Freight trucks have a much higher ratio of people to tons of freight, which is one of the ways in which they remain more expensive and hence represents a competitive gap. And those people have regulations requiring them to take breaks, 30 minutes for every cumulative eight hours of driving, along with caps on total driving in a day. Sleeper berths allow two drivers to keep on the road longer.
But autonomous driving capabilities will permit platooning on highways, and that will mean labor flexibility with on duty and sleeping drivers across 3-5 trucks. Trucks will operate more with lower overall labor costs, once again making road freight less expensive per ton.
Rail freight costs go up. Road freight costs go down. Freight tonnage moves off of rails and onto roads. Exactly the opposite of what the US transportation decarbonization blueprint wants to happen.
This is not chaos theory math. This isn’t even calculus. This is the basic economics of freight transportation. And the electrification of freight and passenger rail globally isn’t a secret either. Electrification of rail of all types has been a common theme for approaching 200 years. The economics of electrification aren’t a secret either.
And while much quieter electric freight trucks are going to be delivering goods into major urban areas at night when roads are empty, freight trains are still going to get noise and pollution complaints and restrictions.
This won’t be a problem in the major economies of the world that aren’t in North America, of course. They are rapidly electrifying their trains so freight is operating on a level playing field of carbon, fuel cost and the negative externalities of noise and air pollution.
The countries electrifying rapidly with their populations eleven times that of the USA, four times the land area, two times the total rail length but much more efficiently used, almost five times the freight tonnage and almost 100 times the passengers, aren’t wrong while the USA is right. This is not the fallacy of appealing to the majority.
This is US rail being severe laggards on decarbonization, and as a result derailing themselves. And this will have negative consequences other than bankruptcies in US rail companies in the coming decades. Every kilometer of lower revenue rail will have less money for maintenance and less money for upgrades. At what point does US rail enter a death spiral where it can’t afford to keep rail safe, and more and more derailments like the one in Ohio, or things like the horrific Lac-Mégantic disaster occur?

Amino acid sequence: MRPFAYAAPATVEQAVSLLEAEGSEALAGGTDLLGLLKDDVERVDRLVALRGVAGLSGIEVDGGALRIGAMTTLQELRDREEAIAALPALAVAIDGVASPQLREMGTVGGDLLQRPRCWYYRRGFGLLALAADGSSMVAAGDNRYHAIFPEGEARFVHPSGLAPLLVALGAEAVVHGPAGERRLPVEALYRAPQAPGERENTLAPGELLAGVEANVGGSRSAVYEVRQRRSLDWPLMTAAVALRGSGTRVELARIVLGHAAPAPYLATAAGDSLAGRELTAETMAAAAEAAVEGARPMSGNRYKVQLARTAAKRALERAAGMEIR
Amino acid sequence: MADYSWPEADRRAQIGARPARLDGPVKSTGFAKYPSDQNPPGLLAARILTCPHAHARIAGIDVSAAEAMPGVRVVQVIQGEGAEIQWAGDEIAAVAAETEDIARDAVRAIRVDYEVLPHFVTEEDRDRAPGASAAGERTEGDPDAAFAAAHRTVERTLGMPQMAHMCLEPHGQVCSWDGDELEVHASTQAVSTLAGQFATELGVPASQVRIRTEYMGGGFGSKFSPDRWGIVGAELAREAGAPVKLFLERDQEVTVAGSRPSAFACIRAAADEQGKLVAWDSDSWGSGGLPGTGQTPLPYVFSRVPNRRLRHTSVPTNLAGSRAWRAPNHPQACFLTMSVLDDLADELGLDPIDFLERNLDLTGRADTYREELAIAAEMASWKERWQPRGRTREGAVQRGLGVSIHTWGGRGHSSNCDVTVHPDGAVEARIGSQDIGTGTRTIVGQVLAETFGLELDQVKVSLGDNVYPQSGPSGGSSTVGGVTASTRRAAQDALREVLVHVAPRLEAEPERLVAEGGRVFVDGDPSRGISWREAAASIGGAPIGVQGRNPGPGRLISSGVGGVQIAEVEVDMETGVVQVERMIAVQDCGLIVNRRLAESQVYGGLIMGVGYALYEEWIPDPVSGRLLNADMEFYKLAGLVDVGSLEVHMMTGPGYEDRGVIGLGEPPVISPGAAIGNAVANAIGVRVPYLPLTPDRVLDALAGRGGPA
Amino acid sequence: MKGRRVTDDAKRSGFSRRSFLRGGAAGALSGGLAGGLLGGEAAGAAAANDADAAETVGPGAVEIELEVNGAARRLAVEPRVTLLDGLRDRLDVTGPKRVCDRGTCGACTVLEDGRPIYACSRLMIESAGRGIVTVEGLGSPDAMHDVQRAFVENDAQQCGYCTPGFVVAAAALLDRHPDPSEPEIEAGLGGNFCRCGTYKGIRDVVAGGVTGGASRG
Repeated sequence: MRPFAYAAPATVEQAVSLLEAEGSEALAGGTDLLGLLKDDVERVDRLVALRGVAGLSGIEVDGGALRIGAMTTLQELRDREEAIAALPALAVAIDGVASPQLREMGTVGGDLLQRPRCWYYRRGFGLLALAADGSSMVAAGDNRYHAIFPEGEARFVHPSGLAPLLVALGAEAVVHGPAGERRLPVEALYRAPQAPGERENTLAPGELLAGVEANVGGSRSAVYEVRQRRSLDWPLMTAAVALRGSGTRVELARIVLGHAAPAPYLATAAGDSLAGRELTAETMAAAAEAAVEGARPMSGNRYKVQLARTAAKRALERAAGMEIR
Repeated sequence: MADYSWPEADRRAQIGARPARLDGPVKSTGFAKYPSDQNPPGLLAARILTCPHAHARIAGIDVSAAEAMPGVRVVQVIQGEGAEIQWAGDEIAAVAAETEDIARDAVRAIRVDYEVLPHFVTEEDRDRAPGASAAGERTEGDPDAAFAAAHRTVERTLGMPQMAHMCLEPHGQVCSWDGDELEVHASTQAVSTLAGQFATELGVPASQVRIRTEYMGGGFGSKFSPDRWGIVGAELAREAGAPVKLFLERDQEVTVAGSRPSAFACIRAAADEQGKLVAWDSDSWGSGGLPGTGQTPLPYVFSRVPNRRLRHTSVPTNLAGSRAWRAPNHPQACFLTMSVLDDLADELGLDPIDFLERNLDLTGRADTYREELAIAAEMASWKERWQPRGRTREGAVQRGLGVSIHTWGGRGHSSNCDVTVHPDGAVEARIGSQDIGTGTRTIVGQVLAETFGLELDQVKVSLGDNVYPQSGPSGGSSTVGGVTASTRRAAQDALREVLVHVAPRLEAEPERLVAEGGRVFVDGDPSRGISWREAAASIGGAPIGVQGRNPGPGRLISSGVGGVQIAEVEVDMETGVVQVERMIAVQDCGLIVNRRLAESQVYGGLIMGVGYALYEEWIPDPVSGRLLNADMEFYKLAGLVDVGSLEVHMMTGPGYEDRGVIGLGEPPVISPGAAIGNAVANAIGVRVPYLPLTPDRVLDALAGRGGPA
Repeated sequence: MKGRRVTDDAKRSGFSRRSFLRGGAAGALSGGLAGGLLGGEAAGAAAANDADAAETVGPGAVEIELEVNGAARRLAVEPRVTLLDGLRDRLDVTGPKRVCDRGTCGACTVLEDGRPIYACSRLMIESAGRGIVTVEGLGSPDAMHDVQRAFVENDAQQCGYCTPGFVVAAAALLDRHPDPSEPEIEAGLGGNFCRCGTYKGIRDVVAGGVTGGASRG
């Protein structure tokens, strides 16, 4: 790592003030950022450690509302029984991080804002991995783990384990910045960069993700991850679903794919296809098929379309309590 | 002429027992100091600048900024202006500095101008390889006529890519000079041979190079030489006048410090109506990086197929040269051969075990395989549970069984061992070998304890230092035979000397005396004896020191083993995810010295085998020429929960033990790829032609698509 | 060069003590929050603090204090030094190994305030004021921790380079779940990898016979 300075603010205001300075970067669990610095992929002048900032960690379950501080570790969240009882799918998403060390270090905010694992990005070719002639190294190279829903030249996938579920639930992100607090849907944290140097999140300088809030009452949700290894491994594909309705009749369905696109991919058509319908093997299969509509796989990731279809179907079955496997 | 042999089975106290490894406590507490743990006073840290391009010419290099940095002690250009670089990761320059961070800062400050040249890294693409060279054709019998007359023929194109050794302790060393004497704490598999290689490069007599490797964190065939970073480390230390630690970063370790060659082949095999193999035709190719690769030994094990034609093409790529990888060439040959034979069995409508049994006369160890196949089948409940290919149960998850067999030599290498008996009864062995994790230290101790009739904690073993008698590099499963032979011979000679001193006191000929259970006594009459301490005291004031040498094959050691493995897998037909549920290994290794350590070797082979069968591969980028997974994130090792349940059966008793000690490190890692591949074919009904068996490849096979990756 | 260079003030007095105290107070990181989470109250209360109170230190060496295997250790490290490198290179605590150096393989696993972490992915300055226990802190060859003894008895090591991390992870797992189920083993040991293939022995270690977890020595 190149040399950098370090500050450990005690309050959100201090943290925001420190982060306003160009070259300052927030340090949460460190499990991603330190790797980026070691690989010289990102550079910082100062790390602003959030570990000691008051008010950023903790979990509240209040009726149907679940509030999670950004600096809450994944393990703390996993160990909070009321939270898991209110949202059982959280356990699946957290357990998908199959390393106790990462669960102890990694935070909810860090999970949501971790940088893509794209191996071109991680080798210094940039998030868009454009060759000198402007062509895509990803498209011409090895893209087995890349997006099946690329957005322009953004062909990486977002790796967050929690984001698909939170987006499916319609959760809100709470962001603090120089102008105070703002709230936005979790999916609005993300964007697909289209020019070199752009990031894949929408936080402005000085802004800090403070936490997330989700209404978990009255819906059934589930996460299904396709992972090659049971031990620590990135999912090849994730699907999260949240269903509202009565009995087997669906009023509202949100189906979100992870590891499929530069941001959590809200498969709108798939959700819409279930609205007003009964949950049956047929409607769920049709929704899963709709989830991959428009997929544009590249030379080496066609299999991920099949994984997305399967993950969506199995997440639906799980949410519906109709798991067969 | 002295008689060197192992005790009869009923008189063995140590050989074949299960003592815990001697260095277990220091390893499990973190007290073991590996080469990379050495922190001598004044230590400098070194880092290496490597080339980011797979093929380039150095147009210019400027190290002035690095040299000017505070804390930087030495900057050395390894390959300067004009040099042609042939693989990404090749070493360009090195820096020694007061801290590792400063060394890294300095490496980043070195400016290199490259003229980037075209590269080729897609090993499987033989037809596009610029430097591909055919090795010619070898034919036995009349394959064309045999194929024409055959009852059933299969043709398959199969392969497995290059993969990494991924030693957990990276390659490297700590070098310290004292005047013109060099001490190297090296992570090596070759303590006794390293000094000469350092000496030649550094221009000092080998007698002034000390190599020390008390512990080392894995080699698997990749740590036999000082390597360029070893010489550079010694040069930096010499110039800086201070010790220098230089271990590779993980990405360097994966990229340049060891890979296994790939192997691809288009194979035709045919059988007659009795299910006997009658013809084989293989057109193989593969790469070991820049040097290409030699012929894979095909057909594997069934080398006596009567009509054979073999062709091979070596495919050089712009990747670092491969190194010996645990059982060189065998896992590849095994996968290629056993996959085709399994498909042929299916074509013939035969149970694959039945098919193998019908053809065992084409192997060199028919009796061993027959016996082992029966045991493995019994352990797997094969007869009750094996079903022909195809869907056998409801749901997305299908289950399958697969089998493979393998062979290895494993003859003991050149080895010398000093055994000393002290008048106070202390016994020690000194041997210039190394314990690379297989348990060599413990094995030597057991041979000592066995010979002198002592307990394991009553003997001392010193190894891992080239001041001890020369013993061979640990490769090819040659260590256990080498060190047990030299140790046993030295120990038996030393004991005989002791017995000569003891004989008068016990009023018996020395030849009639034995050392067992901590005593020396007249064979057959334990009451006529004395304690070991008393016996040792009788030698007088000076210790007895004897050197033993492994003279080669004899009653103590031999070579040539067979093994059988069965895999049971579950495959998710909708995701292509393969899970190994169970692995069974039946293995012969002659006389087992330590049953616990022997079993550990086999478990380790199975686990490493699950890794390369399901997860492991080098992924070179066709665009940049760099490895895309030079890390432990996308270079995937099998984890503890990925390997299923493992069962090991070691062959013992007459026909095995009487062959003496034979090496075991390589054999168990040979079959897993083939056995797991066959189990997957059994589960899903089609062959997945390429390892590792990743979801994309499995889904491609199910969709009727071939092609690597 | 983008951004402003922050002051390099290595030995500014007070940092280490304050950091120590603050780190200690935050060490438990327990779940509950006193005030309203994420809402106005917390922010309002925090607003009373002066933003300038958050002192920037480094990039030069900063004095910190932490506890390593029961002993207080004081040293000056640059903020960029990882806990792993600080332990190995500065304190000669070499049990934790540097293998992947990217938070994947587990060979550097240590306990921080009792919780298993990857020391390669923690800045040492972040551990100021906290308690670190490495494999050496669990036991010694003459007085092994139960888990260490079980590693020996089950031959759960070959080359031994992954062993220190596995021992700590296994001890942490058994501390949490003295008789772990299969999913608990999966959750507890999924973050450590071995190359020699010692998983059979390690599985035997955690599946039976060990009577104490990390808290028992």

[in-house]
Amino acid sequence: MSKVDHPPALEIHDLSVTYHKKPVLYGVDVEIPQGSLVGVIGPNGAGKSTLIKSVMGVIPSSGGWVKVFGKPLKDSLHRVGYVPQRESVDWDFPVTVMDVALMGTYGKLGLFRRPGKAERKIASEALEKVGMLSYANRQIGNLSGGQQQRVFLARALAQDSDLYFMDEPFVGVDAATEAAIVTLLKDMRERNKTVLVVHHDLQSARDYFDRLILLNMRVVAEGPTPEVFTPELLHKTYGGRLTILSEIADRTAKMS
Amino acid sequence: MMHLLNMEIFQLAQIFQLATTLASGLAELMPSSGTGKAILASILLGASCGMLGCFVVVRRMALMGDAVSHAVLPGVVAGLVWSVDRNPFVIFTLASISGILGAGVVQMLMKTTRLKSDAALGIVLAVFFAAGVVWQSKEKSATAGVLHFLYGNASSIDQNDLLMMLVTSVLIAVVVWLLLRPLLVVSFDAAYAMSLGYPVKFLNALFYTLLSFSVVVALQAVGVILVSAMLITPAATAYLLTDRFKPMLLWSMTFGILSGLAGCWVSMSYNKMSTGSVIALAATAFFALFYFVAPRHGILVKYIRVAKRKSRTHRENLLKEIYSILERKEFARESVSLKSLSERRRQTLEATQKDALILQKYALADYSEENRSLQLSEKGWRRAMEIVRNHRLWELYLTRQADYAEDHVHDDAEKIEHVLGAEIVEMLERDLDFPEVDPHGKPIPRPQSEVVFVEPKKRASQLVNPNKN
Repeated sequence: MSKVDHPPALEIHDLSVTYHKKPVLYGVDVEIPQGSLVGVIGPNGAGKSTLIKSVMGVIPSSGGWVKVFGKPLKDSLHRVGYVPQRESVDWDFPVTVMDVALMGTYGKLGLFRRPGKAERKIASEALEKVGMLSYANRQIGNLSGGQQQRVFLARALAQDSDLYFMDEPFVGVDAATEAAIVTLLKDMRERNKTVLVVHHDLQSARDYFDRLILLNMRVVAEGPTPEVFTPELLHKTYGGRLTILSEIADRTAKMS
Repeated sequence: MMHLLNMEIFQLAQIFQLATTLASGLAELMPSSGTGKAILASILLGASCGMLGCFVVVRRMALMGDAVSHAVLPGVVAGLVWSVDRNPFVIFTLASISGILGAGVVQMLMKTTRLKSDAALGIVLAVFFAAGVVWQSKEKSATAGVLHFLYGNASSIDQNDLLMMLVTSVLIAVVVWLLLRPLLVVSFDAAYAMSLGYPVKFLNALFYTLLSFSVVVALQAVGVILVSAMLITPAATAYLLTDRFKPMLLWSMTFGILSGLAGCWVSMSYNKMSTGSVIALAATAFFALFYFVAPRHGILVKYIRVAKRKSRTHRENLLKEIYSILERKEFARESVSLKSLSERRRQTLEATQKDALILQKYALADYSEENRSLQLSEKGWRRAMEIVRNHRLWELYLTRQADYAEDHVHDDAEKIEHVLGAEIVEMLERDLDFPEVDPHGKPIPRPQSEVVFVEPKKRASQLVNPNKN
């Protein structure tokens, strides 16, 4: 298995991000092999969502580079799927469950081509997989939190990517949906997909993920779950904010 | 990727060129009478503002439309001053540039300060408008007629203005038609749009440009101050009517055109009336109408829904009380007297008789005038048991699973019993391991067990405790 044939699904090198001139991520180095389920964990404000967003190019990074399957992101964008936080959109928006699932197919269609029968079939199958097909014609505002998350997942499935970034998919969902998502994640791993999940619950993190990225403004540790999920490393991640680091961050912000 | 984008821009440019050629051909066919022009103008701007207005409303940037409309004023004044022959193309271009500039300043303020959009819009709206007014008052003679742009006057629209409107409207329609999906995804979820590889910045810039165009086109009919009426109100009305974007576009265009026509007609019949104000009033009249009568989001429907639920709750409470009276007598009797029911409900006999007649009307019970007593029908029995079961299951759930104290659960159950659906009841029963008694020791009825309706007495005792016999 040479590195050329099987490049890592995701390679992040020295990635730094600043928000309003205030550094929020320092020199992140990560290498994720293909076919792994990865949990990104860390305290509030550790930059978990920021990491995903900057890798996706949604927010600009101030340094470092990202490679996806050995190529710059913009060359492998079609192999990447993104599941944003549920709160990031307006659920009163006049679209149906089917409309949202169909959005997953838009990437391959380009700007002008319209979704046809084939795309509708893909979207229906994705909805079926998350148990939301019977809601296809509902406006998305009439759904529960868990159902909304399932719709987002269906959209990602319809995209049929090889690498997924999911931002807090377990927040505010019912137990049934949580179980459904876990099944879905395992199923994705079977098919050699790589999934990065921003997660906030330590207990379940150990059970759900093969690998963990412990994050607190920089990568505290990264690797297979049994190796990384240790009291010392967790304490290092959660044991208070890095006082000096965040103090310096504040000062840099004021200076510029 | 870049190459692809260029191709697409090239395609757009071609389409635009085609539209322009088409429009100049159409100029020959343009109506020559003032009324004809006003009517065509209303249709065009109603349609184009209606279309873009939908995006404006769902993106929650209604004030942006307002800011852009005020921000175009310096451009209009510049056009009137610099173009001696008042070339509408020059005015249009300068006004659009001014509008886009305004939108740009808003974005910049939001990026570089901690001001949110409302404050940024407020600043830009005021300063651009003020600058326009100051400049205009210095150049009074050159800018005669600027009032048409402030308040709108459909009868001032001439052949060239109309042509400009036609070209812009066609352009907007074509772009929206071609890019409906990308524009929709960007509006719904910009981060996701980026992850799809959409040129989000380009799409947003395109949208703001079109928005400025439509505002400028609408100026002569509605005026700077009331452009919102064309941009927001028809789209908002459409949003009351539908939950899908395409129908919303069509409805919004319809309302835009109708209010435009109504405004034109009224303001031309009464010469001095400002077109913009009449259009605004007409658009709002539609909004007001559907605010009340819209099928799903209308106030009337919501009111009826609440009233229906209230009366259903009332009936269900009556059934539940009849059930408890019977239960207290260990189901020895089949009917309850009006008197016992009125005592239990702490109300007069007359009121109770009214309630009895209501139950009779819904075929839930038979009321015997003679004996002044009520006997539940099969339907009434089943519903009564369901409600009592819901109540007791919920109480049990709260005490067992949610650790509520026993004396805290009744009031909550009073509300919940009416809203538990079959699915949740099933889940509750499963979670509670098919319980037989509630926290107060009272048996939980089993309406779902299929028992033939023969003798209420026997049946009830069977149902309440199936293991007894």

America is having significant problems maintaining its massive highway infrastructure, and is still expanding it with 23% of expenditures going to adding to it instead of maintaining what exists better. A lot more freight tonnage crossing those highways will cause significantly more degradation of them, and that will cause road freight to have challenges of a different nature.
All of this means more expensive freight transportation in the USA than in major competitive regions in the rest of the world, so domestic supply chain costs will be higher, leading to reduced competitiveness. It’s quite remarkable that the US transportation decarbonization blueprint and the AAR don’t see this writing on the wall, especially as it doesn’t take much stepping back to read it clearly.
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Cover image: DALL·E generated image of people walking and playing beside quiet electric freight train with overhead lines, digital art
About the author
Michael Barnard is Chief Strategist at The Future Is Electric Strategy (TFIE), Advisory Board member of electric aviation startup FLIMAX, and co-founder of distnc technologies. He spends his time projecting scenarios for decarbonization 40-80 years into the future, and assisting executives, Boards, and investors to pick wisely today. Whether it's refueling aviation, grid storage, vehicle-to-grid, or hydrogen demand, his work is based on fundamentals of physics, economics, and human nature, and informed by the decarbonization requirements and innovations of multiple domains. He previously served as Advisory Board Member at Electron aviation and as a Strategic Advisor at Agora Energy Technologies.